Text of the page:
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Fall Of The Leaves

( Originally Published 1927 )



It is November, and the glory of the woods is departed. Dull browns and purples show where oaks still hold their leaves. Beech trees in sheltered places are still dressed in pale yellow. The elfin flowers of the witch hazel shine like threads of gold against the dull leaves that still cling. The trees lapse into their winter sleep.

Last week a strange thing happened. The wind tore the red robes from our swamp maples and sassafras and scattered them in tatters over the lawn. But the horse-chestnut, decked out in yellow and green, lost scarcely a leaf. Three days later, in the hush of early morning, when there was not a whiff of a breeze perceptible, the signal, "Let go!" came, and with one accord the leaves of the horse-chestnut fell. In an hour the tree stood knee deep in a stack of yellow leaves; the few that still clung had considerable traces of green in them. Gradually these are dropping, and the shining buds remain as a pledge that the summer story just ended will be told again next year.

Perhaps such a sight is more impressive if one realizes the vast importance of the work the leaves of a summer accomplish for the tree before their surrender.

The shedding of leaves is a habit broad-leaved trees have learned by experience in contact with cold winters. The swamp magnolia is a beautiful evergreen tree in Florida. In Virginia the leaves shrivel, but they cling throughout the season. In New Jersey and north as far as Gloucester, where the tree occurs sparingly, it is frankly deciduous. Certain oaks in the Northern states have a stubborn way of clinging to their dead leaves all winter. Farther south some of these species grow and their leaves do not die in fall, but are practically evergreen, lasting till next year's shoots push them off. The same gradual change in habit is seen as a species is followed up a mountain side.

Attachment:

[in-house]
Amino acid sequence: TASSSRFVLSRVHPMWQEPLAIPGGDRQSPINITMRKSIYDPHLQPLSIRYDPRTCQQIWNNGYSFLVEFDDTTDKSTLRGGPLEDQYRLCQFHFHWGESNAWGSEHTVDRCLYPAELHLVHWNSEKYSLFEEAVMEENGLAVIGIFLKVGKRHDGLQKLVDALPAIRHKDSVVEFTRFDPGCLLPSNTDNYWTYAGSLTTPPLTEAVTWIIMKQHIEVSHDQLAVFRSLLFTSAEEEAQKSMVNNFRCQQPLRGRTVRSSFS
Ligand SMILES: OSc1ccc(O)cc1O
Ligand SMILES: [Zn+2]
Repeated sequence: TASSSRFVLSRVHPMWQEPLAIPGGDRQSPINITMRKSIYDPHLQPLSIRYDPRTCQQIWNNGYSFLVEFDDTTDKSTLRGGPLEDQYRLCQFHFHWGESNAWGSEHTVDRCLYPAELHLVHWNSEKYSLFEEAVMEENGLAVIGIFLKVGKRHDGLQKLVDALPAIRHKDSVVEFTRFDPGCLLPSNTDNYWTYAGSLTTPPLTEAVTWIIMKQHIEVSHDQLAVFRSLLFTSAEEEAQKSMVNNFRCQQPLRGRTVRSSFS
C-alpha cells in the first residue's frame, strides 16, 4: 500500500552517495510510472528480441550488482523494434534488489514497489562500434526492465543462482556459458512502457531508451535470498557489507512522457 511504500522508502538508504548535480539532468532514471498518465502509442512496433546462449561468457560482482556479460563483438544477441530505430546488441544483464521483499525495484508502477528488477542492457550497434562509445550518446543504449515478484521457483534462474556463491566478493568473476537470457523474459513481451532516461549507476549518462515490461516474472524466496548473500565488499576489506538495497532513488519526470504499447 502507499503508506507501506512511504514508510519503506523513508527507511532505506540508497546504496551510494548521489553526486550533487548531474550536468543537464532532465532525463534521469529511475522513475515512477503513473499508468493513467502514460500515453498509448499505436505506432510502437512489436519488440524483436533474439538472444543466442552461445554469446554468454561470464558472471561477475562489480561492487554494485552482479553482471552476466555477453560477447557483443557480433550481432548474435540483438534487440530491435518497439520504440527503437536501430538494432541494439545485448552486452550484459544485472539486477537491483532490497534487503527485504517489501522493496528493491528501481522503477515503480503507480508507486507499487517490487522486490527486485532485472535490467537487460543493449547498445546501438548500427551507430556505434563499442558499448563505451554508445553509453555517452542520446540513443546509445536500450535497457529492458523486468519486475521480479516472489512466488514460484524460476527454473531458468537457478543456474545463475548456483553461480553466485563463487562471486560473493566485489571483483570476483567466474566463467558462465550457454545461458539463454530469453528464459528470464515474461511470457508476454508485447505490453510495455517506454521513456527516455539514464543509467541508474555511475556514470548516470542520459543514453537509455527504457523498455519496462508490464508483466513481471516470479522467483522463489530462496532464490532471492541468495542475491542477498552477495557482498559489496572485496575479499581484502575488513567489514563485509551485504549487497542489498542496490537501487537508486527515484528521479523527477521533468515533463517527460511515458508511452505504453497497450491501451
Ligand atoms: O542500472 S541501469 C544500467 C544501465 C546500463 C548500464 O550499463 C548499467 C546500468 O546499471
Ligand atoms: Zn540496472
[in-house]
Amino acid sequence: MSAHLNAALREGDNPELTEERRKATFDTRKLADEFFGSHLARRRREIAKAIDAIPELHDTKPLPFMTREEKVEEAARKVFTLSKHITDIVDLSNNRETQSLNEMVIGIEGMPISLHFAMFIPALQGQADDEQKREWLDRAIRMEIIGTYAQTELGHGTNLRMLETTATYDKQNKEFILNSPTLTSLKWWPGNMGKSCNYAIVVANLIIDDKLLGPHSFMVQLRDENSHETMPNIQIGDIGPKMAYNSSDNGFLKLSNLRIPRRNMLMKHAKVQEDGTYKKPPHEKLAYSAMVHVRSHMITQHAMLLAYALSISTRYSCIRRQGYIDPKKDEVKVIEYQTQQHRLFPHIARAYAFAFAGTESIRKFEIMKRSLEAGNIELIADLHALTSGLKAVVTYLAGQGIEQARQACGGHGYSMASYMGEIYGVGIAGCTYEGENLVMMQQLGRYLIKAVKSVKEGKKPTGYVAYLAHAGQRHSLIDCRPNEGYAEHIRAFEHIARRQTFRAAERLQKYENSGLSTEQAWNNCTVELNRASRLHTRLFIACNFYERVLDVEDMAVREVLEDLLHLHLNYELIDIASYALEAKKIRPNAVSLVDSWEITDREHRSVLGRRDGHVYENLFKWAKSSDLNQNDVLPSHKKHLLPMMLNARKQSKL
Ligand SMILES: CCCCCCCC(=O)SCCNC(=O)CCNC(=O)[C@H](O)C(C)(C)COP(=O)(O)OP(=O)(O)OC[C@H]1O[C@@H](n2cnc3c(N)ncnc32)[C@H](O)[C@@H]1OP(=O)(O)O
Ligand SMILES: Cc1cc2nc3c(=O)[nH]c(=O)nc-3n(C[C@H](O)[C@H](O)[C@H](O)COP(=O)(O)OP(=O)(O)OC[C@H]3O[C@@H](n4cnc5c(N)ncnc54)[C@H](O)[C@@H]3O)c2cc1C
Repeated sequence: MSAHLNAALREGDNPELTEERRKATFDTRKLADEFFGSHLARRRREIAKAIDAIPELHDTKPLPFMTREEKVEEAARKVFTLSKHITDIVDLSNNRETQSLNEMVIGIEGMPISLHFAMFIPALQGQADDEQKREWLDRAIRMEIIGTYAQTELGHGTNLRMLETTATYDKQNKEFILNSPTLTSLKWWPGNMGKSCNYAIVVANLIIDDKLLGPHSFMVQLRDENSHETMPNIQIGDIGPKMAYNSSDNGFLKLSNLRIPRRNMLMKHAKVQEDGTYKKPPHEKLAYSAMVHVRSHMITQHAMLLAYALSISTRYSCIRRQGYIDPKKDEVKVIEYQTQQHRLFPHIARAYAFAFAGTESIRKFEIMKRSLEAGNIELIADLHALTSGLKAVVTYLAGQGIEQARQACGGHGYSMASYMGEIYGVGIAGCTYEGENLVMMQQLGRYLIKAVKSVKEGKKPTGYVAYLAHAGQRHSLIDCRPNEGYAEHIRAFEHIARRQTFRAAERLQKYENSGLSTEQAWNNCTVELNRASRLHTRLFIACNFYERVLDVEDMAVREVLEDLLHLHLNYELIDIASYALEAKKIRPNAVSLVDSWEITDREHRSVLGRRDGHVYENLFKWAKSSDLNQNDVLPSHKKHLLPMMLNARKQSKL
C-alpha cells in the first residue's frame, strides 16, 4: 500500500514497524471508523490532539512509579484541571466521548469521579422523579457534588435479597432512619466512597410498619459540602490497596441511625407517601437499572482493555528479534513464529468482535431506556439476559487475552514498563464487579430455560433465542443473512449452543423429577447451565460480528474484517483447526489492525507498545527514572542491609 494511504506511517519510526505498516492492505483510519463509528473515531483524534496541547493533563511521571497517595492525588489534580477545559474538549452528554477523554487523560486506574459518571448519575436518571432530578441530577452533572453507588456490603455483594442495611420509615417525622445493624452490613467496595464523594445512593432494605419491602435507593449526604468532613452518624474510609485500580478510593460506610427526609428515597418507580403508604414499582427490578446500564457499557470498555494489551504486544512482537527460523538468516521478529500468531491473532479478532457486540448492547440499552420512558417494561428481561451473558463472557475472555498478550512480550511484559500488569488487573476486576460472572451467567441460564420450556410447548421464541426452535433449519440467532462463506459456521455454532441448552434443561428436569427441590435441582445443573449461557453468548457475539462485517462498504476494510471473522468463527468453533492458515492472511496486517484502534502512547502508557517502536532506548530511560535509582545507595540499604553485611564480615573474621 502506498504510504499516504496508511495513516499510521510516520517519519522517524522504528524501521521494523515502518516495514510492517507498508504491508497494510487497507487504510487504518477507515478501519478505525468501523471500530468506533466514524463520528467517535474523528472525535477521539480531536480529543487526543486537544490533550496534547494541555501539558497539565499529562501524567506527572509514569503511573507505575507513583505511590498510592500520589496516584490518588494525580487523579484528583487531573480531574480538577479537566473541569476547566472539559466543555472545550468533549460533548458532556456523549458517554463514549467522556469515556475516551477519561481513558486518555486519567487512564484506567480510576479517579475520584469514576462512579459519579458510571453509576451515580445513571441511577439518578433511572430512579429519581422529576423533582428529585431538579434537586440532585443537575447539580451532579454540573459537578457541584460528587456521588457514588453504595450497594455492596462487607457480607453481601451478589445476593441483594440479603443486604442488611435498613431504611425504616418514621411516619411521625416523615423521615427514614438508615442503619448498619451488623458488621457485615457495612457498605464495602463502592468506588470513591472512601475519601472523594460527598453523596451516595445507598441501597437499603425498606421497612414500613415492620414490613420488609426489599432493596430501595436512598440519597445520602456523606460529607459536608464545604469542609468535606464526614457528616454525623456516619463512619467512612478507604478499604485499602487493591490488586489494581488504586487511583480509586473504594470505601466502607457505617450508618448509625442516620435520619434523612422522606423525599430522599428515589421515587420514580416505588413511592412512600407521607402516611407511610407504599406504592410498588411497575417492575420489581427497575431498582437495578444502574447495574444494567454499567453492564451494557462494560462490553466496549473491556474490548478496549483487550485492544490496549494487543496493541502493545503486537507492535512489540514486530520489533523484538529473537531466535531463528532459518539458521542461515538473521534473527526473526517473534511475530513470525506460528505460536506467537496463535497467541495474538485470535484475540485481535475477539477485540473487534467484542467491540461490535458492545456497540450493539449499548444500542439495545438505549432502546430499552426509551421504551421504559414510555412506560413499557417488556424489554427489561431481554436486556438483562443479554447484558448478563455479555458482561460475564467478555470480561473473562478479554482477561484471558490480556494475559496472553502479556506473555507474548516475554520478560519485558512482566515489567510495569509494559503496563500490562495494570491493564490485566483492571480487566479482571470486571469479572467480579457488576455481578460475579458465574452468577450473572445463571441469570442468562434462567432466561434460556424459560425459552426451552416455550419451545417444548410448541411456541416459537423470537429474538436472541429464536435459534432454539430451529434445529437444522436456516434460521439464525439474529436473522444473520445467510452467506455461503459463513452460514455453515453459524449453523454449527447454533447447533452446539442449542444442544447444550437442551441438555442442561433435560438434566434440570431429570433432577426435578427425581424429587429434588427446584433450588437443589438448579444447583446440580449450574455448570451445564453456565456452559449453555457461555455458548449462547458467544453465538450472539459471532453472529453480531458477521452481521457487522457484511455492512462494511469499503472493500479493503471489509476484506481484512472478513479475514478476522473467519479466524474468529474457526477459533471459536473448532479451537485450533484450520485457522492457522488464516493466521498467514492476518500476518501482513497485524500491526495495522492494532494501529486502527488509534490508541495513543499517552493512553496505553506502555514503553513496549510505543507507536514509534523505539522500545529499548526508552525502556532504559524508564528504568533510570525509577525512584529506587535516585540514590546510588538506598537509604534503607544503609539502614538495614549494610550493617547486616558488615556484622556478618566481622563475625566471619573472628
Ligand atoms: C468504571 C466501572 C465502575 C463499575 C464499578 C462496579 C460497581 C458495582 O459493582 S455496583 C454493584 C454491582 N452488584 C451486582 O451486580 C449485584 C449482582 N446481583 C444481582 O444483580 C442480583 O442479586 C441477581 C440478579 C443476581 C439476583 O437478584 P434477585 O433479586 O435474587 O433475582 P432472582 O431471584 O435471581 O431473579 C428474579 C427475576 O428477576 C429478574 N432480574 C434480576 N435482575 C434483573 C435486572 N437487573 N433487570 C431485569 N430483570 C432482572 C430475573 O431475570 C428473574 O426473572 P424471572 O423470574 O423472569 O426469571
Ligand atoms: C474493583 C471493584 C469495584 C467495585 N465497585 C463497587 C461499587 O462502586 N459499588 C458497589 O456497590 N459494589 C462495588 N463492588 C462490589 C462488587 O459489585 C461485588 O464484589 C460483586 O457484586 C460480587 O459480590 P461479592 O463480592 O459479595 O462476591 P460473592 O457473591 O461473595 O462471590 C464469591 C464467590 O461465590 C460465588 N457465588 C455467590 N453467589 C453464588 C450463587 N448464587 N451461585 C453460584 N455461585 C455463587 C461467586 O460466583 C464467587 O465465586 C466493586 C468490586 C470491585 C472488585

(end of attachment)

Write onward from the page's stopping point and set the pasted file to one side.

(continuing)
The horse-chestnut will serve as a type of deciduous trees. Its leaves are large, and they write out, as if in capital letters, the story of the fall of the leaf. It is a serial, whose chapters run from July until November. The tree anticipates the coming of winter. Its buds are well formed by midsummer. Even then signs of preparation for the leaf fall appear. A line around the base of the leaf stem indicates where the break will be. Corky cells form on each side of this joint, replacing tissues which in the growing season can be parted only by breaking or tearing them forcibly. A clean-cut zone of separation weakens the hold of the leaf upon its twig, and when the moment arrives the lightest breath of wind—even the weight of the withered leaf itself—causes the natural separation. And the leaflets simultaneously fall away from their common petiole.

There Ere more important things happening in leaves in late summer than the formation of corky cells. The plump green blades are full of valuable substance that the tree can ill afford to spare. In fact, a leaf is a layer of the precious cambium spread out on a framework of veins and covered with a delicate, transparent skin—a sort of etherealized bark. What a vast quantity of leaf pulp is in the foliage of a large tree !

As summer wanes, and the upward tide of sap begins to fail, starch making in the leaf laboratories declines proportionately. Usually before midsummer the fresh green is dimmed. Dust and heat and insect injuries impair the leaf's capacity for work. The thrifty tree undertakes to withdraw the leaf pulp before winter comes.

But how?